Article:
The three-hour lesson began with a warm-up exercise spanning over an hour — something Aoki says is necessary to relax members’ stiffened muscles. This was followed by bouts of “improvisation matches,” where dancers paired with each other, moving to the music as they like. Some would wrestle playfully, while others embraced each other with an affectionate hug, actions entirely motivated by their impromptu ideas.

“I think I got into a rhythm very well today ,” member Matsuyoshi Koiso says during a break, perspiring, his face radiant with satisfaction.

Koiso, 65, sleeps near the west exit of Shinjuku Station, which he calls the “mecca” of Tokyo’s homeless population. He says he has gone through a hodgepodge of part-time jobs, and has been homeless on and off for about five years. On weekdays, he sells the Big Issue magazine and scrapes by on the income it brings in.

With a tinge of embarrassment, Koiso acknowledged he used to fritter away all his hard-earned money gambling on horse races. But since joining the troupe two years ago, he says he has almost overcome his addiction, adding happily: “dancing became my new hobby. I’m not as obsessed with gambling as I used to be.”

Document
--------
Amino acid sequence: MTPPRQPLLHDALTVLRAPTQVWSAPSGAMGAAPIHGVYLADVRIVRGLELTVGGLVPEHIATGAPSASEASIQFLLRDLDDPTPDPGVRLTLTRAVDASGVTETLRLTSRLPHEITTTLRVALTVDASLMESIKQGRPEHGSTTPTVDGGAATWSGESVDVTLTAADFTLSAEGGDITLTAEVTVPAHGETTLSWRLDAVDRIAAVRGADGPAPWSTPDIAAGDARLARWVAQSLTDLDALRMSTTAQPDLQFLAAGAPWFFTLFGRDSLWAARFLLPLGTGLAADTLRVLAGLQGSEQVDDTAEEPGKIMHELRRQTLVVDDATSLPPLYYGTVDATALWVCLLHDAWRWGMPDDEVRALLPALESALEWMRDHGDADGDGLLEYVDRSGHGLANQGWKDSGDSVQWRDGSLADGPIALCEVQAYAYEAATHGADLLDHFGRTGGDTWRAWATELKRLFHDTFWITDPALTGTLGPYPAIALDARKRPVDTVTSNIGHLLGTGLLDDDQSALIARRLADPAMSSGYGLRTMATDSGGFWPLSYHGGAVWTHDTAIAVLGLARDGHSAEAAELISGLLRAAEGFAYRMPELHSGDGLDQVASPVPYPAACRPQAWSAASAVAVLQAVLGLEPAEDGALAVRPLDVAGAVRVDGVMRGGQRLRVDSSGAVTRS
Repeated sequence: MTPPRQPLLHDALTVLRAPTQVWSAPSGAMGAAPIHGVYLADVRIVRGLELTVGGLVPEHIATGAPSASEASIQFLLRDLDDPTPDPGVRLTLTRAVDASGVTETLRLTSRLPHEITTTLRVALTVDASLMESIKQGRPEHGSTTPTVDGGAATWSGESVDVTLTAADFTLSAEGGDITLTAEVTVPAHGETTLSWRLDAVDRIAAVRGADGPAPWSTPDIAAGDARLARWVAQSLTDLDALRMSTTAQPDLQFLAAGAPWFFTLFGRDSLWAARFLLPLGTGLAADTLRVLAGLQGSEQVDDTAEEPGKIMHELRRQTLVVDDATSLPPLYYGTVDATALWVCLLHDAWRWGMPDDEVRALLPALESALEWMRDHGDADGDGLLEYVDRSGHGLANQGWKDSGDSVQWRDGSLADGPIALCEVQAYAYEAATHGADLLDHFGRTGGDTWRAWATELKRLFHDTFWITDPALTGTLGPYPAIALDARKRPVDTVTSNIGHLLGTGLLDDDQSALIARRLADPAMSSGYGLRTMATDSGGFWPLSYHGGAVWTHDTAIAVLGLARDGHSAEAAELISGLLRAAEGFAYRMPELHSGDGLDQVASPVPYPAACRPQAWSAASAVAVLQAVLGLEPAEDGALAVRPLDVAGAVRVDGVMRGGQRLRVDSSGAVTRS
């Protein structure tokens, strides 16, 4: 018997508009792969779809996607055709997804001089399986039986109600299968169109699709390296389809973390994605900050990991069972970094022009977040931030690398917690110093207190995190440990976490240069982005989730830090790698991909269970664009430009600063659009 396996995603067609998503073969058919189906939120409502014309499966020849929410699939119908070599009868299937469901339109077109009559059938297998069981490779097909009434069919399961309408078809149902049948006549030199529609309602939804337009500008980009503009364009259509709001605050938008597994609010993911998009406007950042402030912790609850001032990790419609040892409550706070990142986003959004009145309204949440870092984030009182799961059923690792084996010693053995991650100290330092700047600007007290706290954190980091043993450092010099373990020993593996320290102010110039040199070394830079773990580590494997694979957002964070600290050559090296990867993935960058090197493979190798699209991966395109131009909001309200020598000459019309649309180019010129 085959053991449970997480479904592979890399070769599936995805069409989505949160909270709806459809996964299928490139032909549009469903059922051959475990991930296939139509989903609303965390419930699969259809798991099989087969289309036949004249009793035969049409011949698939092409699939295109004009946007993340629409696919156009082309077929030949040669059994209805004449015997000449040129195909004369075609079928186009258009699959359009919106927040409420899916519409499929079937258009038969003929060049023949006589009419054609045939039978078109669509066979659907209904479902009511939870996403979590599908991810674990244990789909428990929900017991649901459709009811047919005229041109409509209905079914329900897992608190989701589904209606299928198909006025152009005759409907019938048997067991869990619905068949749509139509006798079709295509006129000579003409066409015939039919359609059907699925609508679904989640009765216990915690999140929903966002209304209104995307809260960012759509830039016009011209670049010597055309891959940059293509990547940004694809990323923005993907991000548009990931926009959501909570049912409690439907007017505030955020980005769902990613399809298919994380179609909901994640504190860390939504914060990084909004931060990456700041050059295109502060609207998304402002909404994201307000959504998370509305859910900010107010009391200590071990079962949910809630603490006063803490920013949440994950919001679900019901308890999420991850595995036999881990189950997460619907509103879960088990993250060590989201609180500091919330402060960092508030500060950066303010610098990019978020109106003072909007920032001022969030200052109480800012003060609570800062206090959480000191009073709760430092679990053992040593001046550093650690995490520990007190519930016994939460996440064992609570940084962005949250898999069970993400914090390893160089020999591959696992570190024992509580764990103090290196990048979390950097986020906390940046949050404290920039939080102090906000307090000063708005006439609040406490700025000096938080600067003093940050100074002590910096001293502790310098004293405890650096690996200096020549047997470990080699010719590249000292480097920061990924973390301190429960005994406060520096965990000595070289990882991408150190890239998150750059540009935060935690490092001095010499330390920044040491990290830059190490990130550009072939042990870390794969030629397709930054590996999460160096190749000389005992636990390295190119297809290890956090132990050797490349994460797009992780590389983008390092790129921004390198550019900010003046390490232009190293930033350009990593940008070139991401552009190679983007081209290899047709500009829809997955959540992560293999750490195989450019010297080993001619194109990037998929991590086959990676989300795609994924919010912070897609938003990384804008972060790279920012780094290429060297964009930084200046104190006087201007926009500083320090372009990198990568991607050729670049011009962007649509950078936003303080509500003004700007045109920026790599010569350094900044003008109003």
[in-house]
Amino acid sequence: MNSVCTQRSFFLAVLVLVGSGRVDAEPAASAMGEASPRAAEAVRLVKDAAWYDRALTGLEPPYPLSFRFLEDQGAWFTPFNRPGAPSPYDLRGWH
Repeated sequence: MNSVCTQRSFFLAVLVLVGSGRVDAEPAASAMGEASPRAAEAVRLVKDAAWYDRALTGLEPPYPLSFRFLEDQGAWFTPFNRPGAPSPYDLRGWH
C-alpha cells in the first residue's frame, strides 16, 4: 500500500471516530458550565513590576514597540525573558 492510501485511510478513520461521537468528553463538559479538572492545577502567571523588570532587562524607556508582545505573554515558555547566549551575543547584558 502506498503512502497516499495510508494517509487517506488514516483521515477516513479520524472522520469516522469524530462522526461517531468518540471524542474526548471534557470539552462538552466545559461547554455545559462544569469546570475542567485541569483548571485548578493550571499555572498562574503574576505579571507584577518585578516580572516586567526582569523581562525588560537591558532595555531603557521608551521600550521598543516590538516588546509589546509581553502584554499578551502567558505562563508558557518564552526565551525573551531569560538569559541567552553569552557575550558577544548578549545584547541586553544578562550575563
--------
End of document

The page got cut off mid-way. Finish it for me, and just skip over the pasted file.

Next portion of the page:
Akio Takagi, 25, joined the troupe six months ago and appeared similarly thrilled after the practice session.

At age 17, Takagi says he was disowned by his parents, who he has since learned were not his biological relations.

The expulsion forced him to take temporary shelter at a welfare facility, while turning to loan sharks for money. He wound up being homeless for about two weeks, and now lives on welfare.

As a former aspiring DJ and rapper, Takagi, who was struck by sudden deafness in his right ear at age 16, says dancing with Sokerissa has renewed his hopes about life.

“The good thing about (Sokerissa) is that you’re allowed to do whatever you want with your dancing. It makes me feel like I’m being accepted and this is the place for me to be.”

Big Issue founder Sano says many of the homeless are plagued by low self-esteem, seeing themselves as failures, but dancing onstage could help restore self-confidence in an “emerging” young cohort — many of whom defy the traditional profile of the homeless.

“The young people might find it embarrassing to be seen sleeping on the streets, but they might enjoy the attention they get from dancing on stage.”